Why is August So Batty?

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August is prime timing for baby bats to leave the roost. (Image credit: Public domain image.)

Every August, the Bat Phone starts ringing at the Humane Society. Callers are surprised by bats in the house. Thing is, bats love attics. Little ones, born in late spring, can't fly for several weeks. "In August, they leave the roost for the very first time, and often take wrong turns — like going through a slit around the attic door frame into the house rather than going out their 'normal' exit hole under the eaves of the attic to the outdoors," says Laura Simon, field director of urban wildlife at the agency. Here's what you do, assuming you can corner the critter: Wearing leather gloves, put a coffee can or shoebox over the bat. Slide a piece of firm cardboard underneath. Release it outside in a tree or on a wall — most bats can't fly up from the ground (some can run, however).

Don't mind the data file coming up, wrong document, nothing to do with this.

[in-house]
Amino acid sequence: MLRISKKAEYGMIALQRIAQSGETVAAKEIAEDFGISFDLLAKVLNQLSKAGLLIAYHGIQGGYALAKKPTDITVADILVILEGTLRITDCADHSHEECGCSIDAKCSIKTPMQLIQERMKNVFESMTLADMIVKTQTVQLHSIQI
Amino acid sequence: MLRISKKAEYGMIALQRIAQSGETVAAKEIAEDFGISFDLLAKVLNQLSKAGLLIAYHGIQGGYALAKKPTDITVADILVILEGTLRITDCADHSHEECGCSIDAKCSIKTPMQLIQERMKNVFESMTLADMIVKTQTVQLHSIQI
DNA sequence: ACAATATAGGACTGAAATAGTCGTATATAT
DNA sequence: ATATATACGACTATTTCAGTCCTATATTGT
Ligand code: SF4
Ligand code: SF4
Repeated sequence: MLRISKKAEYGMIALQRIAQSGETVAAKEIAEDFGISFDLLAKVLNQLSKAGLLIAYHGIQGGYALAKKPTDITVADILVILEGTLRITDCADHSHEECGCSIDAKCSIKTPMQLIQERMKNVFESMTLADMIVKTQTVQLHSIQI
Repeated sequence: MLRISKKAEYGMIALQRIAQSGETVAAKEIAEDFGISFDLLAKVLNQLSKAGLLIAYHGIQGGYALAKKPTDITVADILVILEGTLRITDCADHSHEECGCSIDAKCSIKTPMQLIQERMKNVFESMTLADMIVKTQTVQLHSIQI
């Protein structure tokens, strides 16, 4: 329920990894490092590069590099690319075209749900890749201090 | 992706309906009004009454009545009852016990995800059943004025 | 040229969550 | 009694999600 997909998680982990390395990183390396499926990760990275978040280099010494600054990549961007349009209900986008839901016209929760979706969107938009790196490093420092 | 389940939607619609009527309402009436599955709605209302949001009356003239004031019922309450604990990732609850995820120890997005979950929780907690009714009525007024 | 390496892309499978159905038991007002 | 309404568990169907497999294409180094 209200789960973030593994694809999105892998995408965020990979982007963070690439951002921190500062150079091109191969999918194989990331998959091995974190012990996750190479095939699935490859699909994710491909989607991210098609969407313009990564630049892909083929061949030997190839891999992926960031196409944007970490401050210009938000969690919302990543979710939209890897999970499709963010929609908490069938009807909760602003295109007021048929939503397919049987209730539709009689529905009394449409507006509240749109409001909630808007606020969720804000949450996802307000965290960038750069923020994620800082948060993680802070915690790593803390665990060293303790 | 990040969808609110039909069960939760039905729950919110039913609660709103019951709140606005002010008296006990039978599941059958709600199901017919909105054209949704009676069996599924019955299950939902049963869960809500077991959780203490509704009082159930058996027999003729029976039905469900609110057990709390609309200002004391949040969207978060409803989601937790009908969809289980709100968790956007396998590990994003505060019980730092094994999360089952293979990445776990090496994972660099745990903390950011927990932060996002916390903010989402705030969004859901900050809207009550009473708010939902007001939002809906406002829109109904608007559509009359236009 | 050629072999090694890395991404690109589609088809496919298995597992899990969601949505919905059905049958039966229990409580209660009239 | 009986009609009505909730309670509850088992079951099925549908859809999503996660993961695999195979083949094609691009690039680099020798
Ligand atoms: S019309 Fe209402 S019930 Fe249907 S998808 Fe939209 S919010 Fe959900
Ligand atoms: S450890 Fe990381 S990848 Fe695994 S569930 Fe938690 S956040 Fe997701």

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Robert Roy Britt

Robert is an independent health and science journalist and writer based in Phoenix, Arizona. He is a former editor-in-chief of Live Science with over 20 years of experience as a reporter and editor. He has worked on websites such as Space.com and Tom's Guide, and is a contributor on Medium, covering how we age and how to optimize the mind and body through time. He has a journalism degree from Humboldt State University in California.